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Lancet. 1989 May 6;1(8645):983-5.

Association between biological properties of human immunodeficiency virus variants and risk for AIDS and AIDS mortality.

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Central Laboratory of the Netherlands Red Cross Blood Transfusion Service, Amsterdam.


49 individuals seropositive for human immunodeficiency virus (HIV) antibody were studied longitudinally for the relation between in-vitro properties of their sequential HIV isolates and clinical course before and after the development of AIDS. They were classified into three groups according to the syncytium-inducing capacity, replication rate, and host range of their HIV isolates. The most rapid progression to AIDS (median 15 months) and the lowest survival rate following AIDS diagnosis (median survival 12.5 months) were observed in individuals with high-replicating, syncytium-inducing HIV isolates, followed by individuals with high-replicating, non-syncytium-inducing isolates. In contrast, most individuals with low-replicating, non-syncytium-inducing HIV isolates remained symptom-free during the study period (median follow-up until AIDS diagnosis greater than 42 months), and the few individuals from this group in whom AIDS developed were still alive at the end of the study period (median survival greater than 34 months). In addition, AIDS patients from the three groups differed with respect to their symptoms. Zidovudine treatment in the symptom-free period seemed to delay the onset of AIDS in all risk groups, although stabilisation of CD4+ cell numbers was observed only in individuals with non-syncytium-inducing HIV variants.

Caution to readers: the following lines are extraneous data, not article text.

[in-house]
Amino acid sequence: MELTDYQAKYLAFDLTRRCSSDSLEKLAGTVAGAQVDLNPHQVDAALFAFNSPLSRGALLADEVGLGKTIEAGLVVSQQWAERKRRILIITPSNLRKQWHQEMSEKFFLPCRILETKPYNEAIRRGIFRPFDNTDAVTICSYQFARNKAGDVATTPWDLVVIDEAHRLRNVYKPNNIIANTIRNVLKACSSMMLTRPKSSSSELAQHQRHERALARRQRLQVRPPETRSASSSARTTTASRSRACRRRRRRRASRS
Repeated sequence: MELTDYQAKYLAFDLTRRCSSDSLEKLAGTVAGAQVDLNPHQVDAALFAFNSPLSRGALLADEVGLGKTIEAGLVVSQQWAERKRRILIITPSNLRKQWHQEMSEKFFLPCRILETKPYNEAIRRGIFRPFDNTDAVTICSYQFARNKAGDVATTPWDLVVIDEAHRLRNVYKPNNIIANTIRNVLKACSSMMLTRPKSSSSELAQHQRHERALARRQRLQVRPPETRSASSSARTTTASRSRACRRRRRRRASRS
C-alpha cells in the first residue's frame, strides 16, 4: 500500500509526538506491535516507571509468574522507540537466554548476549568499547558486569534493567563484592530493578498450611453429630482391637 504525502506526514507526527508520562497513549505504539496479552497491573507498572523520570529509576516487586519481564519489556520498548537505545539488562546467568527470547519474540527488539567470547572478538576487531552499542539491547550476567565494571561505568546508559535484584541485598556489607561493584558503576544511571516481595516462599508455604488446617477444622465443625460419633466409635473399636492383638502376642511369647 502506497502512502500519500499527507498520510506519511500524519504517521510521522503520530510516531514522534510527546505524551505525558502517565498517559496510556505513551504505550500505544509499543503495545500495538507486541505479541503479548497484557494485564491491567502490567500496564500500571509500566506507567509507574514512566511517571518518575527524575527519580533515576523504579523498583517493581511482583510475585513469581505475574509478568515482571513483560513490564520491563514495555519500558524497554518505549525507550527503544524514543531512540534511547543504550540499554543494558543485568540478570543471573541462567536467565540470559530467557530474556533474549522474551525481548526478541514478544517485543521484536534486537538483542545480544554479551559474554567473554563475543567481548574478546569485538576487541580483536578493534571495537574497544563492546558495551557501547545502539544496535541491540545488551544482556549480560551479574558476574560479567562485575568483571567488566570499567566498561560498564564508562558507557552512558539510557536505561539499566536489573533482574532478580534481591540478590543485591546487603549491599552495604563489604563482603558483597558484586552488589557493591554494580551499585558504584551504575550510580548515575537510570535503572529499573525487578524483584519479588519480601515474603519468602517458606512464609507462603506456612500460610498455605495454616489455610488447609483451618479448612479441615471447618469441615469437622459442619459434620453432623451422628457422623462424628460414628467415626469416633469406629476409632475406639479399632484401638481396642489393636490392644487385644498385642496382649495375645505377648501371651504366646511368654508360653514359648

[Indexed for MEDLINE]

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